Despite not playing in a Power Five conference, Taylor has been one of the most dynamic and productive wide receivers in college football. Last week against LSU, Taylor had ten receptions for 103 yards and one touchdown. A playmaker with the ball in his hands, he is averaging 16.7 YPC this season, which is a slight drop from the 17 YPC average he posted last year. 21 percent of Taylor's receptions this season have gone for 25 or more yards. The Hilltoppers take on Old Dominion, who have the 65th ranked pass defense in college football.
Kyle Fackrell (OLB, Utah State):
Fackrell missed almost all of last season with a torn ACL injury sustained in week one. It typically takes players a few games, or even a season in some cases, to return back to form after an injury. Fackrell has been playing at a high level all season, recording 47 tackles, 10.5 TFL, three sacks and two forced fumbles in 2015. This weekend the Aggies will be taking on Wyoming and their anemic offensive line which has surrendered 22 sacks, an average of 2.8 sacks per game. At 6'5” and 250 pounds, he has the size to hold his own in the run game and attack opposing quarterbacks. His knee will surely be talked about at the NFL Combine, but he might be another quality NFL prospect for Utah State.
Laremy Tunsil (OT, Ole Miss):
Tunsil was forced to sit out the first seven games of the season due to a violation of NCAA rules, but played in his first game of the season last weekend. His first test last week was against future top five pick, Myles Garrett (Texas A&M). Tunsil showed scouts why he is a legitimate top-10 pick and that he is a player who can shut down an opponent's top pass rusher. Mississippi will be taking on Auburn, whose defensive unit has been hit hard with injuries this season. It remains to be seen if Carl Lawson, the Tigers talented pass rusher and emotional leader, is able to play. He has been dealing with a leg injury that has forced him out of action.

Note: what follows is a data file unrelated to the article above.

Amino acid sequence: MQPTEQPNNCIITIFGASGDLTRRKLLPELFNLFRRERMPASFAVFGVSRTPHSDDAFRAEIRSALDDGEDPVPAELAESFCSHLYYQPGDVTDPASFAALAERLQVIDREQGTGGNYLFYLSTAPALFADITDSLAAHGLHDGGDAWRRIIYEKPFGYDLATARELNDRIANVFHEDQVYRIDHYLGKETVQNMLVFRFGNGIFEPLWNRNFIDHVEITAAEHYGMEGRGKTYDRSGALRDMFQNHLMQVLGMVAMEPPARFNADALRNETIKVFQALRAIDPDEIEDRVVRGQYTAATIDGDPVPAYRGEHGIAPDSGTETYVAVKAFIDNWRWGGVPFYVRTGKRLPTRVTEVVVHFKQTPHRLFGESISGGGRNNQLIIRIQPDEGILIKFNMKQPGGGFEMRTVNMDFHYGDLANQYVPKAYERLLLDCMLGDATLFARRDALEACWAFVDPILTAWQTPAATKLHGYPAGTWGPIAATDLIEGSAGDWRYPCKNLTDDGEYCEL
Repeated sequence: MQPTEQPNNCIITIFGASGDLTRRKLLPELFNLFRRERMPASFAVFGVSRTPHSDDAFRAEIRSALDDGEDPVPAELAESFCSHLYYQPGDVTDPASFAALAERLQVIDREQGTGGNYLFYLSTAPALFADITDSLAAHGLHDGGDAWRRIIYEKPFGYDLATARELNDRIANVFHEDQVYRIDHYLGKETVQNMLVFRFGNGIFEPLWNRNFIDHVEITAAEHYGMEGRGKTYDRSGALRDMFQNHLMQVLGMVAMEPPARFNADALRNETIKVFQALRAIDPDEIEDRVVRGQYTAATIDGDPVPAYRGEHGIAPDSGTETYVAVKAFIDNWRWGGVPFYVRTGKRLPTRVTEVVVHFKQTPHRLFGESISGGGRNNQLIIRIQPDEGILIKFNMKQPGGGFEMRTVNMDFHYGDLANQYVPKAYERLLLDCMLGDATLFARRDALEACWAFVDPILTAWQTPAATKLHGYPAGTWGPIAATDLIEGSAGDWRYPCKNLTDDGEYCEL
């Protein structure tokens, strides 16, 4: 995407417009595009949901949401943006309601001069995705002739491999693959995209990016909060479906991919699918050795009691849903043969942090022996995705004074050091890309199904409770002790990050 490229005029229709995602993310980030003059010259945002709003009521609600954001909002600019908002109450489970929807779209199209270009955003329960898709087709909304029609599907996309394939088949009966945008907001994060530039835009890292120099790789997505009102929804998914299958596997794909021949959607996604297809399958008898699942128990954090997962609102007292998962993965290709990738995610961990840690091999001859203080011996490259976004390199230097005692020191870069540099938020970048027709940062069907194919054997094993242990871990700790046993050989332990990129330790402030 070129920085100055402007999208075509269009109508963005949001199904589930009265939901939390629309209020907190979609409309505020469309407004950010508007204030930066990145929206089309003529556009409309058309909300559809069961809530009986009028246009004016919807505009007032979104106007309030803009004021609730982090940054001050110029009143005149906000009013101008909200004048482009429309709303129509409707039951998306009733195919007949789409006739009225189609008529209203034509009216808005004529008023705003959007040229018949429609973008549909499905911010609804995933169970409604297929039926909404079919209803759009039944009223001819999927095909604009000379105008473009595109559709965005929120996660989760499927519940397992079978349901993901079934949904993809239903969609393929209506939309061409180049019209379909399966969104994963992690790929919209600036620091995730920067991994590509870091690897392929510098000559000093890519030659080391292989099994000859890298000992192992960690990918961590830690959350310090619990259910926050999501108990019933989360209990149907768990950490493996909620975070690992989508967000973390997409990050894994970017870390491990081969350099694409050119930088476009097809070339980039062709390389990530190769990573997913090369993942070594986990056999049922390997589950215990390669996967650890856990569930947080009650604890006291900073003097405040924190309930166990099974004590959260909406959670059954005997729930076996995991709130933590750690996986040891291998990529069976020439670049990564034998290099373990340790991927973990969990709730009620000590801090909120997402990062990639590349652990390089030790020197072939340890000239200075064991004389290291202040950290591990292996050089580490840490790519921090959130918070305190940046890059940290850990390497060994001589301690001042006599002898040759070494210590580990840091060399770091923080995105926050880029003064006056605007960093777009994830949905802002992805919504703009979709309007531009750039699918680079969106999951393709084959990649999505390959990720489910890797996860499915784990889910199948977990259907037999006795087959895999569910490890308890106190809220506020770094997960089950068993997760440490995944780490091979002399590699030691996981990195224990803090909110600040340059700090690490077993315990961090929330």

William Jackson III (DB, Houston):
The first thing that comes to mind when someone talks about Houston Cougars football is their high-powered offense. They currently have the number five ranked offense in FBS. On the defensive side, they also have one of the top rated defensive back prospects in college football in William Jackson III. Jackson is supremely talented at getting his long arms in between opposing wide receiver's bodies and the ball and knocking it loose. He has a total of two interceptions and 13 pass breakups this season. His 13 PB are the third most pass breakups in FBS this season. With his size and natural ball-hawking ability, scouts are flocking to Houston to see Jackson play. He might be a little rough around the edges in terms of his technique and skill set, but a lot of NFL eyes will be watching him during the last half of the college football season.